9 Shondaland TV Shows We Never Got to See

Dan Clarendon
Dia Dipasupil/Getty Images

Shonda Rhimes has certainly been busy since Grey’s Anatomy made her a household name in 2005. She created two more shows (Private Practice and Scandal) and executive-produced five others for ABC, wrote a book, launched a lifestyle website, and signed a record-breaking development deal with Netflix.

But those are all the projects that saw the light of day, so you might not realize how many others she worked on along the way. Allow us to fill you in! Here are nine TV shows that never made it to the airwaves.

Netflix Reveals the 8 Shonda Rhimes Shows in the Works

Netflix Reveals the 8 Shonda Rhimes Shows in the Works

Shonda Rhimes & Betsy Beers' new series are on their way.

Inside the Box

Focusing on the “hotbed of professional backstabbing and personal betrayals” of a fictional network news team, this 2009 ABC pilot starred future Grey’s Anatomy stars Sarah Drew, Jason George, Kim Raver, and Martin Henderson.

Untitled Jenna Bans legal drama

Before Jenna Bans created NBC comedy-drama Good Girls, the former Grey’s and Scandal producer wrote a 2011 ABC pilot about a “young, idealistic defense attorney” who is fired from a prestigious law firm because, he suspects, he was about to expose a sordid cover-up.

Here's Why 'Scandal' Ended the Way It Did With That Shocking Death

Here's Why 'Scandal' Ended the Way It Did With That Shocking Death

Plus, what the National Portrait Gallery scene really meant.

Gilded Lilys

Set in 1895, this 2012 ABC drama pilot “[revolved] around the opening of the first luxury hotel in New York City and all the intermingling of love, treachery, and disdain between the classes.”

Sarah Bolger as Violet Lily, Grant Gerard as Preston Lily, Matt Lauria as Charlie Carnegie and Matt Long as John Kidd (Facebook)

Show & Tell

Former Grey’s producer and Scandal actor Dan Bucatinsky’s book Does This Baby Make Me Look Straight? inspired this 2013 ABC pilot, “a fast-paced dramedy about the lives, loves, and scandalous secrets of a group of parents whose kids attend the same school.”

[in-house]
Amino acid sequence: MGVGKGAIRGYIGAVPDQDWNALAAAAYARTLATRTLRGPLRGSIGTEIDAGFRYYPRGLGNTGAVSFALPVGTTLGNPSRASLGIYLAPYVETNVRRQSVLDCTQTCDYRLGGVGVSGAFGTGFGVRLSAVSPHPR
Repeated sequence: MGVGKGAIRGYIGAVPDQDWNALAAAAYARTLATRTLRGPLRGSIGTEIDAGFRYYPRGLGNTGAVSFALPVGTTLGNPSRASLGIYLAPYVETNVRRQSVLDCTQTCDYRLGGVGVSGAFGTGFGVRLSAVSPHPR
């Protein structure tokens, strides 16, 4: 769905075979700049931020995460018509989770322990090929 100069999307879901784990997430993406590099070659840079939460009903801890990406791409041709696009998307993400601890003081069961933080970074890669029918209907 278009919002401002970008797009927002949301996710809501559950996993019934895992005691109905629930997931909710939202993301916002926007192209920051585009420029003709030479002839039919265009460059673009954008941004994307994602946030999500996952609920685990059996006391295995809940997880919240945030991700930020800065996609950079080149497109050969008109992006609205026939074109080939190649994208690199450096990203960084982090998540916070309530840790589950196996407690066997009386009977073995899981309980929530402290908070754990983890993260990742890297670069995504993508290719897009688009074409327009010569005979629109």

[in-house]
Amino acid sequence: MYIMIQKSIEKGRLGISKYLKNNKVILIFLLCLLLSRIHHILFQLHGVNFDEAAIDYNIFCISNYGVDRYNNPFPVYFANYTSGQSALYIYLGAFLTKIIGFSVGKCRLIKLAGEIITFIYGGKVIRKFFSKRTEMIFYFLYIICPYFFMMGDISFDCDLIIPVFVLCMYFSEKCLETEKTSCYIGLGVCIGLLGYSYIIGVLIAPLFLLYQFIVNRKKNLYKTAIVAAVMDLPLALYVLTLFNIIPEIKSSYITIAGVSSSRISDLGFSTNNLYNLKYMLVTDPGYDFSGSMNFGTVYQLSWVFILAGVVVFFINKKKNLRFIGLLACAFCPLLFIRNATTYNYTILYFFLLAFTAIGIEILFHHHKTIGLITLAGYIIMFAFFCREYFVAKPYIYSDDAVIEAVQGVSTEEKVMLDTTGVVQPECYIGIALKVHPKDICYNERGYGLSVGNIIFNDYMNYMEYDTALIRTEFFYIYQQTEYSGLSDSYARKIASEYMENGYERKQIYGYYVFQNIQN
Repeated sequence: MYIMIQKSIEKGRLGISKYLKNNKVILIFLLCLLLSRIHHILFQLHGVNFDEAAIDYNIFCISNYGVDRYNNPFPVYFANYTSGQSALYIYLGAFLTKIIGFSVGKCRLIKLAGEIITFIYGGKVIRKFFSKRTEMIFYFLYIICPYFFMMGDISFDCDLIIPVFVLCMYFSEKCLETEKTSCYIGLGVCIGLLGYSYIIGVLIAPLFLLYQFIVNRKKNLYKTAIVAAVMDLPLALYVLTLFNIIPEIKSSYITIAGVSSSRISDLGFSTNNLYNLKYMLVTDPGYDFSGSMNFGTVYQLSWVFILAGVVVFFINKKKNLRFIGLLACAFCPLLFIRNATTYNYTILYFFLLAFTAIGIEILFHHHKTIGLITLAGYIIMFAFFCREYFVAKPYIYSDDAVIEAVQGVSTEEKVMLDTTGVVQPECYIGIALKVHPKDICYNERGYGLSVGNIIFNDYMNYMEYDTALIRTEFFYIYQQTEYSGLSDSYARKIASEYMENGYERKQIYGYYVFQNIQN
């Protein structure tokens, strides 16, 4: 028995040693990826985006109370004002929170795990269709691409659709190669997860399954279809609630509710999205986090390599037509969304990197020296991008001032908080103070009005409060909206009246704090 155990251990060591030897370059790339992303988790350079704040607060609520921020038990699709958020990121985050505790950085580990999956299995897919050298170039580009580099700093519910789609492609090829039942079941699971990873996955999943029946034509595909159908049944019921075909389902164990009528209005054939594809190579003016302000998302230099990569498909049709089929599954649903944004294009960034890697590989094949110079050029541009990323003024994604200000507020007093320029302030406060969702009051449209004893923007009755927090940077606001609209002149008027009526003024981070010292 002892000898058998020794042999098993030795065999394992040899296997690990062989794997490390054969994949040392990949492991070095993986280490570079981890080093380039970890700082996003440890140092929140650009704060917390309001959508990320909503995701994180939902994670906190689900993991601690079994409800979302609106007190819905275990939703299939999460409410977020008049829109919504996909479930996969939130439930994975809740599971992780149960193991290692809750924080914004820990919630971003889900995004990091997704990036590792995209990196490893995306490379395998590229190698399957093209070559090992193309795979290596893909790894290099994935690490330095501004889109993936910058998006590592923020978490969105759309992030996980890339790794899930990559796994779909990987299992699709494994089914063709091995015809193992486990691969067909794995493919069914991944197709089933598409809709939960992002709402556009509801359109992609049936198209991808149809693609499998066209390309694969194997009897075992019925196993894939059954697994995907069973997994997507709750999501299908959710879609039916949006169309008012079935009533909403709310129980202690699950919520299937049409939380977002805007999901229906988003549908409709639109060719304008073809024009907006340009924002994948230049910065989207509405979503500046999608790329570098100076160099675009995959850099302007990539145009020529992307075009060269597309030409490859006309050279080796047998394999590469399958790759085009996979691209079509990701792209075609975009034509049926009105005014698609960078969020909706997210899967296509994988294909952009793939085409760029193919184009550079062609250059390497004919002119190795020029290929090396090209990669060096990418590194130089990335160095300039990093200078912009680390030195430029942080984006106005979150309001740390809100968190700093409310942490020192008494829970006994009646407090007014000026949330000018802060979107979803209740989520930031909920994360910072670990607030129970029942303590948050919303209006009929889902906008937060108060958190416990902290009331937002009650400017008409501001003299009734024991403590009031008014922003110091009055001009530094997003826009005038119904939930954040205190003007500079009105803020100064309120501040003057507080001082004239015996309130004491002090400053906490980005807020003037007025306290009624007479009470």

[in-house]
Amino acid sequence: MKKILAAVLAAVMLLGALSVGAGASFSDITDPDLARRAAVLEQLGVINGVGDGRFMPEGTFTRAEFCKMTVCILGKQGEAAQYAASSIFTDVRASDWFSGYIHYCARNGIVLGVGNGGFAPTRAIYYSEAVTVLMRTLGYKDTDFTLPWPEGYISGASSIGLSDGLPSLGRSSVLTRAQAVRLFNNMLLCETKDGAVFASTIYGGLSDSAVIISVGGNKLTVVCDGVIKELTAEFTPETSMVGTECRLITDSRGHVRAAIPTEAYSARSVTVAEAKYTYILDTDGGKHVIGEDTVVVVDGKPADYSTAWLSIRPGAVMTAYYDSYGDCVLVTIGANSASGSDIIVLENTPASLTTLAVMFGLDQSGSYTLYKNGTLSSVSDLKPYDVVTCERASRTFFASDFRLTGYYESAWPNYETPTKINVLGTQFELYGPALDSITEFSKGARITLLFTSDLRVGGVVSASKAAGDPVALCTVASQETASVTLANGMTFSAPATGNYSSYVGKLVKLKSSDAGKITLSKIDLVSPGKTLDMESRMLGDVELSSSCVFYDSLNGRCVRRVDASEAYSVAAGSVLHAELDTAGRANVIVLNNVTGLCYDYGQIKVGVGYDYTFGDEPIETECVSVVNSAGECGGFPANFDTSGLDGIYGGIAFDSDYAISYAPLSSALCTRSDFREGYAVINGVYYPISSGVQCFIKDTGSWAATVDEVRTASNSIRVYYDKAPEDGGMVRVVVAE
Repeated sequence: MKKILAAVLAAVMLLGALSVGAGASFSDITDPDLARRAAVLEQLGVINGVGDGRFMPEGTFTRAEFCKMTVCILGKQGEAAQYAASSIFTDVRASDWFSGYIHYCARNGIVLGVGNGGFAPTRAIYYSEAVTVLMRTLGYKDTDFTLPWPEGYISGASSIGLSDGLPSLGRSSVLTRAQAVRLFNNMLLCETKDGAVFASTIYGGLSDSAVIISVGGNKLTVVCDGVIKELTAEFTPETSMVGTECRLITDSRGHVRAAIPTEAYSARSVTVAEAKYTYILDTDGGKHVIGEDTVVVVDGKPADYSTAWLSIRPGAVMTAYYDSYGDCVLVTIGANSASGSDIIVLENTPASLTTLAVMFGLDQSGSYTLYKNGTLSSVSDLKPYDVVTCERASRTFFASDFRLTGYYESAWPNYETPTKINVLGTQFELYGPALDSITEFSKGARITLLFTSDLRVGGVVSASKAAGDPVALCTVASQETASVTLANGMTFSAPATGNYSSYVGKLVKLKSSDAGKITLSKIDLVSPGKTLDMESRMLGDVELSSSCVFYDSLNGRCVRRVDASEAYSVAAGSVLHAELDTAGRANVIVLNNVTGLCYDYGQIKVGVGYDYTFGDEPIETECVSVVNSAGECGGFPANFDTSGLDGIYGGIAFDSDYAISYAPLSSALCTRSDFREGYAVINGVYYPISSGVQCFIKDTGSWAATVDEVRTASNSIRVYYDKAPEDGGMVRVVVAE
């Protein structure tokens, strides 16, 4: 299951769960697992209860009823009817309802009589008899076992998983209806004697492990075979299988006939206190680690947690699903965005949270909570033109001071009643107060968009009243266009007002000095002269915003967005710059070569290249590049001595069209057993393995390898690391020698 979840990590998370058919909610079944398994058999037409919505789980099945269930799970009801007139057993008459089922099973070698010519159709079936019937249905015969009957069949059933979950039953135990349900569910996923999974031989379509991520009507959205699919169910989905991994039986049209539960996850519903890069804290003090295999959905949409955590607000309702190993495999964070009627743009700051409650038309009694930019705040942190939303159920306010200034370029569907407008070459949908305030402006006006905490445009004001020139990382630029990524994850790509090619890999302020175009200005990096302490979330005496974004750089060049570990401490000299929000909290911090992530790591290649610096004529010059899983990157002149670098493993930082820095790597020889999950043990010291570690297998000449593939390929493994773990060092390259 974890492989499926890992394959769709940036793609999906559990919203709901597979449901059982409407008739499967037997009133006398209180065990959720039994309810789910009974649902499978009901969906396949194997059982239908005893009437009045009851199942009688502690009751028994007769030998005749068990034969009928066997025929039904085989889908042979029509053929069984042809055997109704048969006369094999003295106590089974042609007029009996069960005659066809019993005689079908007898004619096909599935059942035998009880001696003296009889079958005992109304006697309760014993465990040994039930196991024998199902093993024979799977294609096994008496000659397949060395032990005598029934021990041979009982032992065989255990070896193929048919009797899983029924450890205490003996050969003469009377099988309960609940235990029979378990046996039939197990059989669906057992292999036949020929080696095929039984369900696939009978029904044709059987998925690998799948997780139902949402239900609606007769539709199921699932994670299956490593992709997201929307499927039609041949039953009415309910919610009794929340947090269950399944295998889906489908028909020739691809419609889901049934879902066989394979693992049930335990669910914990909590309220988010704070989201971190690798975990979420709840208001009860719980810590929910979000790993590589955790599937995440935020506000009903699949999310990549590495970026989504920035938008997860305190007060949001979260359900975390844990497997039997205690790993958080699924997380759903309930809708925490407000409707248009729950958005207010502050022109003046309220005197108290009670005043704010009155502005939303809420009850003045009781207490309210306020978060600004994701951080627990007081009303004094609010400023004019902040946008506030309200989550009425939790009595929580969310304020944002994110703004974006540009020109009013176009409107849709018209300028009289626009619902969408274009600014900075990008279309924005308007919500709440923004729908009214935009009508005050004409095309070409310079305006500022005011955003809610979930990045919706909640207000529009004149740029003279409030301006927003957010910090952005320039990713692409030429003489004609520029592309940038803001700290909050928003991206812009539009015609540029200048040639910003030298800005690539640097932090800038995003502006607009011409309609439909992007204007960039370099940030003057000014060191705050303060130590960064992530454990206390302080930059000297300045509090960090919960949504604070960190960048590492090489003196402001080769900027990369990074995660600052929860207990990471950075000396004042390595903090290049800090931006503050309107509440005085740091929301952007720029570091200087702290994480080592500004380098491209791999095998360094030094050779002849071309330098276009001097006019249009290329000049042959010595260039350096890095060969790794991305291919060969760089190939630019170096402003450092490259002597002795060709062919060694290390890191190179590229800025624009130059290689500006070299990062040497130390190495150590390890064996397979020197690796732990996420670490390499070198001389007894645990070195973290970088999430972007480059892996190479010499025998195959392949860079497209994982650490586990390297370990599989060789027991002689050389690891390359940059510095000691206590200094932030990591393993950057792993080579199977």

Will There Be a 'Scandal' Spinoff? Shonda Rhimes Sounds Off

Will There Be a 'Scandal' Spinoff? Shonda Rhimes Sounds Off

After eight seasons, we might not be saying goodbye to some characters.

Splitsville

It takes a village (of divorced parents) to raise a child? So goes the premise of this 2015 ABC comedy pilot: “In the wake of a wave of divorces, the single residents of a suburban cul-de-sac join forces to raise their kids and get through it together,”

Emily Halpern and Sarah Haskins, producers of Splitsville (Shondaland)

Untitled Alison Schapker drama

Alison Schapker, a former Scandal producer, penned a 2015 ABC drama pilot about a group of Catholic nuns in the Bronx whose trouble-plagued convent is turned upside down by the arrival of three newcomers.

TCA 2019: Portraits of 'Whiskey Cavalier,' 'PLL: The Perfectionists' & More ABC/Freeform Stars (PHOTOS)

TCA 2019: Portraits of 'Whiskey Cavalier,' 'PLL: The Perfectionists' & More ABC/Freeform Stars (PHOTOS)

Plus, the 'The Bachelor's Colton Underwood and the 'Schooled' cast.

Untitled Zoanne Clack drama

A group of U.S. Army medics stationed in Baghdad “get on each others’ nerves, sleep with the wrong people, navigate ‘office’ politics and party like there’s no tomorrow” in a 2015 drama pilot written by Grey’s producer Zoanne Clack.

Grey's Anatomy (Mitch Haaseth/ABC)

Toast

This 2016 ABC comedy pilot, written by Scandal alum Scott Foley and Alias vet Greg Grunberg, recounted the love story of a soon-to-be-wed couple through the toasts delivered at their rehearsal dinner, and the cast included former Grey’s stars Jerrika Hinton and Tessa Ferrer.

In Defense of the 'Worst' Episodes of 'Grey's Anatomy'

In Defense of the 'Worst' Episodes of 'Grey's Anatomy'

The writers on the record-breaking medical drama can't hit a home run every time, 'Grey's' at its worst is still better than many shows at their best.

Untitled Liz Tuccillo comedy

This 2016 ABC comedy pilot, meanwhile, hinged on a simple question: “When your bossy best friend dies, who steps up to take charge?” The script came from Liz Tuccillo, author of How to Be Single and the former executive story editor of Sex and the City.